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Meltdown and Spectre: Vulnerabilities in Modern Computers

02/02/2018
Meltdown and Spectre: Vulnerabilities in Modern Computers

We’ve begun the new year with a lot of patching and discussions about our computer’s security. The terms used for these current vulnerabilities is “Meltdown” and “Spectre”. One might ask why these vulnerabilities are so newsworthy. Usually we just install software patches and the problem goes away… Right?

Vulnerable CPU

The issue with this current set of vulnerabilities is that they exploit how our modern processors work. Unlike software-based attacks, these hardware vulnerabilities allow programs to steal data which is currently processed on the computer. So, the problem is very low level and uses the actual CPU hardware architecture.

While programs are typically not permitted to read data from other programs, a malicious program can exploit these vulnerabilities to get hold of secrets stored in the memory of other running programs. This might include passwords, photos, emails, instant messages or other critical documents.

What’s the difference between Meltdown and Spectre?

While Meltdown breaks the mechanism that keeps applications from accessing arbitrary system memory, so that applications can access system memory, Spectre tricks other applications into accessing arbitrary locations in their memory. Both attacks use side channels to obtain the information from the accessed memory location. Both are complex and frightening scenarios to say the least. Let’s look at both in more detail.

Meltdown: The core details

“Meltdown” is so named because it ‘melts’ security boundaries normally enforced by hardware. Meltdown exploits the side effects of “out-of-order execution” on modern processors, to read any memory locations. Out-of-order execution is a performance feature that is present in a wide range of modern processors. Intel is known to have used this feature since 2010. The attack is therefore independent of the operating system and does not rely on any other software vulnerability. In short, Meltdown enables an attacker to read memory locations of other processes or virtual machines in the cloud without the need for permissions or privileges.

Meltdown has been shown to be used for extracting passwords from the Firefox browser password manager and to successfully extract HTTP headers of a request to a web server from Intel-based computers.

So far, Meltdown has not been successful in extracting memory in AMD and ARM-based computers. This does not mean that these CPUs are immune to the attack, rather, it might mean that a more optimised version of the attack would be needed to be implemented for it to succeed.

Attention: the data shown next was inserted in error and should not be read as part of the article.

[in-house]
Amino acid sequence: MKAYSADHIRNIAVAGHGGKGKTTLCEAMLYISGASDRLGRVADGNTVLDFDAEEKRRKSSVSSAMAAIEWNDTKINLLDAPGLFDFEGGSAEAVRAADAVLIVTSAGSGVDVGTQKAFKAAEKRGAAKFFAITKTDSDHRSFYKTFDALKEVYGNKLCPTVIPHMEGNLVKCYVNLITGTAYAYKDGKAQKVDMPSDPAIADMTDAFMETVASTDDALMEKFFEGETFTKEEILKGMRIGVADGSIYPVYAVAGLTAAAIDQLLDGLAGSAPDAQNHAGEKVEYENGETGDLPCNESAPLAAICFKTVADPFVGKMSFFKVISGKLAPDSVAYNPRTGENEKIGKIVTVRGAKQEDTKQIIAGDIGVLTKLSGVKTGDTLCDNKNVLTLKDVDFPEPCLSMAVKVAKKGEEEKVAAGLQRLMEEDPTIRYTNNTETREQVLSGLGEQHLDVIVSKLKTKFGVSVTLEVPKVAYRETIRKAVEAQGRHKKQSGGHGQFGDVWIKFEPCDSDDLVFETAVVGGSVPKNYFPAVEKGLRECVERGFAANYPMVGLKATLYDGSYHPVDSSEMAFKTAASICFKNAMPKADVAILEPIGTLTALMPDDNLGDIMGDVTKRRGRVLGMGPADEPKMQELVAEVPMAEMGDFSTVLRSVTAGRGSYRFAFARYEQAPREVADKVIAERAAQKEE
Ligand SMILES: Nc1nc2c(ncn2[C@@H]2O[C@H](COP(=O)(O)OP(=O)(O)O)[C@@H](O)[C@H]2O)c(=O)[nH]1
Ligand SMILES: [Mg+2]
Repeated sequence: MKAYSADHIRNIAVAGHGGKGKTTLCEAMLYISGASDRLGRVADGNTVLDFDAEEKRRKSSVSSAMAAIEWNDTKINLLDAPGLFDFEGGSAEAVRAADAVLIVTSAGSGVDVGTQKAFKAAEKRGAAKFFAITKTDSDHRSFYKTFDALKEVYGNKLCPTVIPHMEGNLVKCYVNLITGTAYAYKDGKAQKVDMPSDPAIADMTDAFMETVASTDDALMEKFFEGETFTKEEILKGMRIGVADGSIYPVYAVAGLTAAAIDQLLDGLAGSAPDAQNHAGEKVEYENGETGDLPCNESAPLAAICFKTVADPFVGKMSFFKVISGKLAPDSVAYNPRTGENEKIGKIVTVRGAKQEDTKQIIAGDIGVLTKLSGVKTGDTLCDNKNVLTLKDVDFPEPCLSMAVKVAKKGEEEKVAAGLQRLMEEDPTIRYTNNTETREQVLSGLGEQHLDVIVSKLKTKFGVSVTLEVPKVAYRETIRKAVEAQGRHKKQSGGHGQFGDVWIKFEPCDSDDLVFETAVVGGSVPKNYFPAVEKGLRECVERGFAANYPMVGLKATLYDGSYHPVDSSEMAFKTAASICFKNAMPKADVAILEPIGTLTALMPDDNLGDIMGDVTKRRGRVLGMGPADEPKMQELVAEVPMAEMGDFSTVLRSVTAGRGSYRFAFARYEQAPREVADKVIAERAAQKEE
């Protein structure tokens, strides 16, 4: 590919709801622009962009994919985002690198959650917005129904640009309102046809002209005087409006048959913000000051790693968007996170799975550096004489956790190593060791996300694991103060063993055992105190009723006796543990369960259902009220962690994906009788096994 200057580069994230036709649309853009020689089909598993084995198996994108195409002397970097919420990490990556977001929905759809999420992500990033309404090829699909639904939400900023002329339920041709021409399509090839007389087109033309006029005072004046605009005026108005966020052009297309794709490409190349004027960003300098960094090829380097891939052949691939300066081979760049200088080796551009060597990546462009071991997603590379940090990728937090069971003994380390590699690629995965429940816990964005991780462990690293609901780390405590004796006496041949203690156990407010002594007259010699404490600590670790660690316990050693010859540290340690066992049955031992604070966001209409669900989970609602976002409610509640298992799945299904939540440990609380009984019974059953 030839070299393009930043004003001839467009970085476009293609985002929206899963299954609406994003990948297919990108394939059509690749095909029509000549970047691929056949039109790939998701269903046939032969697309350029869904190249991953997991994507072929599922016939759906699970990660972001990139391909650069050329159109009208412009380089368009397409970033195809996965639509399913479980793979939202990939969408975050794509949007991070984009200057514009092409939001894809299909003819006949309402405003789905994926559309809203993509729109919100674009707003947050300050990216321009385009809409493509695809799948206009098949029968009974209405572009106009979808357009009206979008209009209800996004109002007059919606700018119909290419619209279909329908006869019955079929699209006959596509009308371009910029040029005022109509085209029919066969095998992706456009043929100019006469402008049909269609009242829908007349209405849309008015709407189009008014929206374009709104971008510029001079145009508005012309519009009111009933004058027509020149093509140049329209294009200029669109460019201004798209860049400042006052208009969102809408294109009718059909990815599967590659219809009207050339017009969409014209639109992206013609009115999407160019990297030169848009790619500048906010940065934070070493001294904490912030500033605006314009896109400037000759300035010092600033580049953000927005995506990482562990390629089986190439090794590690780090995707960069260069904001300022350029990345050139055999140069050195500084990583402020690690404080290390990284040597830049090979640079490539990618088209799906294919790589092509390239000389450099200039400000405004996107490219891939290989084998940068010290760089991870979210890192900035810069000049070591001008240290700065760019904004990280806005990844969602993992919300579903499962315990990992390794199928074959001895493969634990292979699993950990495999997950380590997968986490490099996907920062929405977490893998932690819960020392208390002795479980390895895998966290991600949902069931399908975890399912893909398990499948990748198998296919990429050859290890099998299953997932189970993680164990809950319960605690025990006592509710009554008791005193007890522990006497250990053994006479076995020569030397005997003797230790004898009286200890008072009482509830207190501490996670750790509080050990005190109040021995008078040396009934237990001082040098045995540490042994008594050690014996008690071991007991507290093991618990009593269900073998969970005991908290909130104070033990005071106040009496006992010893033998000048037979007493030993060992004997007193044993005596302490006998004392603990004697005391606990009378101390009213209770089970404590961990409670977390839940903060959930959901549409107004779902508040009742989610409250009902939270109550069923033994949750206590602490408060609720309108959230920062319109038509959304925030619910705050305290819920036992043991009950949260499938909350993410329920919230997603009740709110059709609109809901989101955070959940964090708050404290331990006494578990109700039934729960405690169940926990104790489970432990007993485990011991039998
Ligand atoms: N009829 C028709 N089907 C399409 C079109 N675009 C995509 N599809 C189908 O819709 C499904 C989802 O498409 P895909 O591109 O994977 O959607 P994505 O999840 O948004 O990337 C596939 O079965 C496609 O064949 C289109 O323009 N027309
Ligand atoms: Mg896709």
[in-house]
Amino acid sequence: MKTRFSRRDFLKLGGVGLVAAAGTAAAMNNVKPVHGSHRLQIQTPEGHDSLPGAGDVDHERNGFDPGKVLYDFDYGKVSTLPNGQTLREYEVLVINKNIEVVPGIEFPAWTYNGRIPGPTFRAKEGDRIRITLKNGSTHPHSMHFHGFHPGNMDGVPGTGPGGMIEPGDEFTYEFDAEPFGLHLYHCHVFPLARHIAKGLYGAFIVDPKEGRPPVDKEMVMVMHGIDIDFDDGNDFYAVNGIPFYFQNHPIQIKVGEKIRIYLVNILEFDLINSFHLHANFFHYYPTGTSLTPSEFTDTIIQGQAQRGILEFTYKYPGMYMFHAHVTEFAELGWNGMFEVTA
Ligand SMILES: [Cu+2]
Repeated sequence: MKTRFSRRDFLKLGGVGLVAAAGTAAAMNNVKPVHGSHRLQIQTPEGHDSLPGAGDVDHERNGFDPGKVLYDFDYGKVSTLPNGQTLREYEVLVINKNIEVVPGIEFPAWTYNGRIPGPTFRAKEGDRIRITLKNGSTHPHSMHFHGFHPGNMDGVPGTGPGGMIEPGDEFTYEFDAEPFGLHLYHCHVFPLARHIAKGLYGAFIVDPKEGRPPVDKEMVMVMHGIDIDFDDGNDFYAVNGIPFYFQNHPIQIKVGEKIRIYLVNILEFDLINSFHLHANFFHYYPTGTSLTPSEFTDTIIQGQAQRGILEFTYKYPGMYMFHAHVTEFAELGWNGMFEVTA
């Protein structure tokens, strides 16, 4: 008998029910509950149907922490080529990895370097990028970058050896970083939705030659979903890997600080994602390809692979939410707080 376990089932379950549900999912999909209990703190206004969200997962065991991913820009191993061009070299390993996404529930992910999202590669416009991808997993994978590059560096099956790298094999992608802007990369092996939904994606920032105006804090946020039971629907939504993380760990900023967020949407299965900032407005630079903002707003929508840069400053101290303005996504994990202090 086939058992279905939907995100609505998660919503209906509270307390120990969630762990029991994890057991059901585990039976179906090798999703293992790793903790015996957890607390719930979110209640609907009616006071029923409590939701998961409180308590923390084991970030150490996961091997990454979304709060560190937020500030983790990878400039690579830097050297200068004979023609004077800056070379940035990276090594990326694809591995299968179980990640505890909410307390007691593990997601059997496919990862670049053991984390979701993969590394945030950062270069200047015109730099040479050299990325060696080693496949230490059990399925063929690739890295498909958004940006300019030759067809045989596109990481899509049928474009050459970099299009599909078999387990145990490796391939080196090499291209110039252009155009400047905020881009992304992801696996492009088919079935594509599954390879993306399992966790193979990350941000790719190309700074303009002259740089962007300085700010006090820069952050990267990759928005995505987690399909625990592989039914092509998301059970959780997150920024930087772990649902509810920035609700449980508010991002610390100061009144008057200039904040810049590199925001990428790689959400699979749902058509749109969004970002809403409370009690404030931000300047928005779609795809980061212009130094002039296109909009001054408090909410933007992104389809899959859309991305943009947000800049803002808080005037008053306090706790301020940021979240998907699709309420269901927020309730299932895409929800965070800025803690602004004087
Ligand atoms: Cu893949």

There is already a known countermeasure for Meltdown called KAISER. KAISER was initially developed to mitigate side-channel attacks against another vulnerability. However, inadvertently, it also protects against Meltdown. That said, KAISER still has some limitations in fully protecting against Meltdown, but it is the current stop-gap solution and it is therefore highly recommended to be deployed immediately on all systems through software patches or kernel rewrites.

Even if Meltdown is fixed completely, Spectre will remain an issue. These two vulnerabilities require different defences.

Spectre: The gruesome facts

The name “Spectre” is based on the root cause: speculative execution. Attacks involve inducing a victim to speculatively perform operations that would not occur during correct program execution and which leak the victim’s confidential information via a side channel attack.

Speculative execution is a technique used by modern processors to increase performance by guessing likely future execution paths and prematurely executing the instructions in them. Through Spectre, an attacker trains the processor to mispredict execution paths and then executes the instructions in them. This effect can then be used to leak sensitive information from the memory that these instructions executed.

Successful implementations of Spectre have been carried out on Intel Ivybridge, Haswell and Skylake processors; AMD Ryzen processors and several Samsung and Qualcomm processors (ARM).

Spectre can be mitigated if speculative execution can be halted on potentially-sensitive execution paths. However, this is a very challenging problem. Although this can be done for every speculative execution, it would also severely degrade performance. Static analysis techniques might be able to eliminate some of these checks.

It is also possible to disable speculative execution or prevent speculative memory reads through a microcode (BIOS) update though this will also bring about significant performance penalty. Any software or microcode countermeasure attempts should be viewed as stop-gap measures pending further research.

Conclusion

There are always trade-offs between security and performance. These two vulnerabilities have arisen from the fact that technology focus has always been to maximise performance, thus introducing security risks. Since the cost of insecurity is rising, these design choices need to be revisited.

We have just seen how these two vulnerabilities can be mitigated in the short-term, but not fully solved. Long-term solutions will require that instruction set architectures be updated to include clear guidance about the security properties of the processor. CPU implementations will have to be updated and changed to conform.

In the meantime, we will have to live with the fact that our current computers are not fully mitigated against Meltdown and Spectre attacks.

 

Vincent Farrugia is a network and systems manager at Deloitte Malta. For more information please visit www.deloitte.com/mt